When it comes to buying jewellery, there are so many types of stones, finishes, styles and materials to choose from, it can be hard to know where to start. In this guide, we take you through everything you need to know, from helping you find the right ring size to caring for your jewellery.
Silver is the most common of the precious metals. It is popular and not as expensive as gold, although stronger and lighter in weight. However, it can tarnish as well as scratch or bend easily. Sterling silver consists of 92.5% silver and 7.5% base metal for strength.
All our fine gold jewellery comes in 9, 14, 18 or 24 carat gold. We also do gold-plated jewellery, which is when a layer of gold covers silver or another base metal.
14, 18, or 22 carat gold over sterling silver is called vermeil. To be considered vermeil, the gold must be at least 10 carat and 2.5 micrometres thick. There's also gold filled jewellery, which has a thicker (one carat) layer of gold over the underlying metal.
Platinum is the most expensive precious metal. It is very strong and has a white, silver colour making it ideal as a mount for diamonds. This is a popular metal for engagement and wedding rings and has become increasingly fashionable in recent years.
Some customers may be allergic to the nickel content in jewellery. As jewellery is made from a mixture of metals, products might not be entirely nickel free. In order to conform to the 'nickel safe' standard, manufacturers ensure that the nickel content is kept to a low level. All jewellery now produced is deemed nickel safe, however, customers who react strongly to nickel should buy gold of a high carat.
To clean stones, wipe with a moist cloth after each wear. Protect them from exposure to hair spray, perfume or cosmetics as certain chemicals can damage semi-precious stones over time. It's best to store them in separate fabric pouches or wrap them in pieces of soft fabric to prevent scratching. You can also keep them safe in a jewellery box.
Wearing pearls keeps them lustrous and iridescent as the natural oils from your skin will give them shine and keep them protected.Put pearls on last when getting ready and make them the first thing you take off when back home. Keep them away from household chemicals including perfume, makeup and hairspray as they can dull the lustre. Store pearls in soft fabric bags separately from other jewellery to avoid scratching their tender surfaces.
If silver hasn't been worn for a while, you'll notice it takes on a dark, grey-black layer. This is a sulfide build-up due to a chemical reaction that occurs when silver is exposed to the air and humidity.
When cleaning silver, protect your hands with waterproof gloves or silver polishing mitts. Then use a silver dip or a silver polish to clean tarnished silver, always following the manufacturer's instructions. You can also use a silver cloth or a sunshine cloth. There are also many homemade recipes that can be used to clean silver, but it is always wise to test the method on the back of a piece of jewellery.
To add sparkle back to gold and diamond jewellery, try our special jewellery cleaner that's suitable for gold, platinum, diamonds and most other precious stones.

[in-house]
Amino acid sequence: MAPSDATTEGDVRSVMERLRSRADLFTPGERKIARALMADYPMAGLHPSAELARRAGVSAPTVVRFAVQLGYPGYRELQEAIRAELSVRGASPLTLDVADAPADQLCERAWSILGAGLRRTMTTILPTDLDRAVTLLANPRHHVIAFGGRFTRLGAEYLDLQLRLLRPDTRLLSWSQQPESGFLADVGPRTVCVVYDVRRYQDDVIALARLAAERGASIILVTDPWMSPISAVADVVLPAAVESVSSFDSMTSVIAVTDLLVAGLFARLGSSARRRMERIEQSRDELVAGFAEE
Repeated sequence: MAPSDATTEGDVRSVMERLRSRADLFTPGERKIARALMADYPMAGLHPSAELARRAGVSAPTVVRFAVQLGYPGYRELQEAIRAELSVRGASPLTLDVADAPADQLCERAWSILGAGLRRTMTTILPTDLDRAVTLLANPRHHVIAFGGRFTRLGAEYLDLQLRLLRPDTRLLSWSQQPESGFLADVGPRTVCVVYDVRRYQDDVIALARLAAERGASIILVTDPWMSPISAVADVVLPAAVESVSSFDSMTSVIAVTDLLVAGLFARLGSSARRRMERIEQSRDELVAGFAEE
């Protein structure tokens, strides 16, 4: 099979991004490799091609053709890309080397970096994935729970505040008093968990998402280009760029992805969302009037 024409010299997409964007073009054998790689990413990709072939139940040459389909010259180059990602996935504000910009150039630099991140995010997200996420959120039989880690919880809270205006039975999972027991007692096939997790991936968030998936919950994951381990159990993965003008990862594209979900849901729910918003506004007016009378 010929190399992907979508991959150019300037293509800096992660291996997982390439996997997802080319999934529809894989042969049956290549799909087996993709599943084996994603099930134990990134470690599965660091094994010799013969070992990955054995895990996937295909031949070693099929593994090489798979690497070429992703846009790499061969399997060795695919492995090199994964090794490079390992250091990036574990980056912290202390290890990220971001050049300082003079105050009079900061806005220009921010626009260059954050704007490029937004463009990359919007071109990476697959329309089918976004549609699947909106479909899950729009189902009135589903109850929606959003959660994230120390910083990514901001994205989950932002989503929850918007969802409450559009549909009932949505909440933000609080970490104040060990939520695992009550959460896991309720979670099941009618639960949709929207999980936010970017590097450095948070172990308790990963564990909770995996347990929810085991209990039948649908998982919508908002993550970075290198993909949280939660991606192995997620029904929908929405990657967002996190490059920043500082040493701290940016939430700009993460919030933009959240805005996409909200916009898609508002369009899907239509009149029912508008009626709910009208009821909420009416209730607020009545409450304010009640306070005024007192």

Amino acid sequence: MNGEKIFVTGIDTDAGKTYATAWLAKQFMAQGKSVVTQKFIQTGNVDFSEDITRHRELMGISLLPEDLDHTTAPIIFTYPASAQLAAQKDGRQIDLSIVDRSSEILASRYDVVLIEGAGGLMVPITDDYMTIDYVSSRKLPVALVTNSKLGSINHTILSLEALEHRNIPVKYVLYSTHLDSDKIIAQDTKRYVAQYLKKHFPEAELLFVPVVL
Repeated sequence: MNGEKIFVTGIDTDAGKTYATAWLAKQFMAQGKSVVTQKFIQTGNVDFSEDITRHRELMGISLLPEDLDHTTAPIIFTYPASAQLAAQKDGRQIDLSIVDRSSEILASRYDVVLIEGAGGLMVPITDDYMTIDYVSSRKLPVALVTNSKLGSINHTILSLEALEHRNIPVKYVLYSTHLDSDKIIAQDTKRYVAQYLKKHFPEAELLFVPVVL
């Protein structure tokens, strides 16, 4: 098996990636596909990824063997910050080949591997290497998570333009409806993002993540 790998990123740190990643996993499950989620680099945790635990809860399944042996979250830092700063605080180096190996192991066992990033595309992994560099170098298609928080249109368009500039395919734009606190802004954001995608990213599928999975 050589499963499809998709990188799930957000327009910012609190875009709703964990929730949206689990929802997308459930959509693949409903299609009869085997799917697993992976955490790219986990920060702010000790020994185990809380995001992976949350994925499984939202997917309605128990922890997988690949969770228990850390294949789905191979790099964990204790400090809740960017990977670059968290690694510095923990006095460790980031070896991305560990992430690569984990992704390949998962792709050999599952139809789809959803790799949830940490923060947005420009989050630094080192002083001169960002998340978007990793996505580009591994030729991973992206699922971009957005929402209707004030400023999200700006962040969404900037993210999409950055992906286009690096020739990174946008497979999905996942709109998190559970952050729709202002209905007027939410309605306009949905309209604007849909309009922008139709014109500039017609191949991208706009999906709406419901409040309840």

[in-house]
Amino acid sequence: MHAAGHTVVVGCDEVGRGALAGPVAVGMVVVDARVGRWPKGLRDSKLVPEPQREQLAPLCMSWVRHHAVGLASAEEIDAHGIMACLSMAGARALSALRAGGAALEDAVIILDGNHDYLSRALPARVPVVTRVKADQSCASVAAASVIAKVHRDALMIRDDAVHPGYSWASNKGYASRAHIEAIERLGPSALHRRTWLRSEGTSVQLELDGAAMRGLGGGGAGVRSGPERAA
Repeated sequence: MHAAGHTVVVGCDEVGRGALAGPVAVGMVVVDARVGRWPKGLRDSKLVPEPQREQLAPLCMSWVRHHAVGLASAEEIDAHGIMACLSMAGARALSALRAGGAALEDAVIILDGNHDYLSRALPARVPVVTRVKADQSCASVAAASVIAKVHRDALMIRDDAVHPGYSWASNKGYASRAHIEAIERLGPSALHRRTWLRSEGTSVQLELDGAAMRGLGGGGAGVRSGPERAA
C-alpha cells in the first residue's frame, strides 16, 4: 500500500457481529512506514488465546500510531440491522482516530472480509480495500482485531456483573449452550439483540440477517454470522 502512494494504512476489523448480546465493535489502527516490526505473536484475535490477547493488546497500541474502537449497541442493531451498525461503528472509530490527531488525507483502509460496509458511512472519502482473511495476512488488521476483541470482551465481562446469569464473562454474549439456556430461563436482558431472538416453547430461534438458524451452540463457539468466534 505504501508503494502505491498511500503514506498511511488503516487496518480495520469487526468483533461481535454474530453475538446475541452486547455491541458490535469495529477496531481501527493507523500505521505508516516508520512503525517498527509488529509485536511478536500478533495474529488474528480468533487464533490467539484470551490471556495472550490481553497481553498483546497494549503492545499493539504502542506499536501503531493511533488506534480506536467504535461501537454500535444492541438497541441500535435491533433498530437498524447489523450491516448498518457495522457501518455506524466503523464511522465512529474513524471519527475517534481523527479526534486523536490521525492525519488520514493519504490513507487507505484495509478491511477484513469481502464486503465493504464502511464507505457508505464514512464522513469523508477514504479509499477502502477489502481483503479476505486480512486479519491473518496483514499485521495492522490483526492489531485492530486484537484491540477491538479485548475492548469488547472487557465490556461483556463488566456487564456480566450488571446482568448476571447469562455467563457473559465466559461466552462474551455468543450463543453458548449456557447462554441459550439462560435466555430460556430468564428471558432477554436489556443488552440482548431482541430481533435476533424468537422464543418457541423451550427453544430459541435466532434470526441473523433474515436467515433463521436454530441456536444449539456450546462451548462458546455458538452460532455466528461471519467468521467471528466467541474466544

However careful you are, your jewellery will inevitably gather dirt and residue from hand lotion, hairstyling products, human skin and oil which will, over time, cause your diamond to sparkle less brightly. The good news is that this is easily remedied at home with very little cost or effort.
Immerse the piece in warm water with a little gentle household detergent e.g. washing up liquid or a non-conditioning shampoo. Once the warm water has loosened the oils scrub gently with a small brush, an old, soft toothbrush is ideal.
Take care to clean under the stone where oils and dirt gather.
Finally, pat dry with a clean cloth and leave to air dry thoroughly before buffing softly with a lint-free cloth.
Gold rings can acquire scratches over the years, particularly in higher carat golds, which are softer. A jeweller can repair these, although there will be a slight loss of metal as the surface will be buffed over. White Gold is usually plated with Rhodium, a metal from the platinum family, for extra lustre, protection and 'whiteness'. You may wish to have your White Gold jewellery re-coated after a few years to retain its original lustre and keep it bright and white continuously.
Platinum rings may also acquire scratches that a jeweller can repair. The scratches on Platinum will not cause the same metal loss, however, and the result of expert repairs will generally be reassuringly smooth.
Palladium is the hardest metal used in the manufacture of jewellery and should be relatively impervious to scratches. None of these metals are subject to tarnishing.
It is a good idea to have your jewellery cleaned professionally once a year, they should also ensure prongs and mountings are secure. It is advisable to entrust your jewellery to an expert, rather than to try and clean it yourself in any other way than gentle soapy water as described above.
When not wearing your jewellery, it is best to keep it in a jewellery box or roll. Each item should be individually stored in a soft bag. The most common cause of scratches and suface damage to jewellery is contact with other pieces of jewellery.
Finally, although your jewellery may have a value to you that cannot be replaced, it is still essential to insure your items. Our engagement ring and diamond experts will be delighted to guide you through the options for insuring your engagement ring, and they are available for live chat (online, on the phone or in person) 7 days a week. You can also email us on email@example.com for advice.
Conversion chart for ring sizes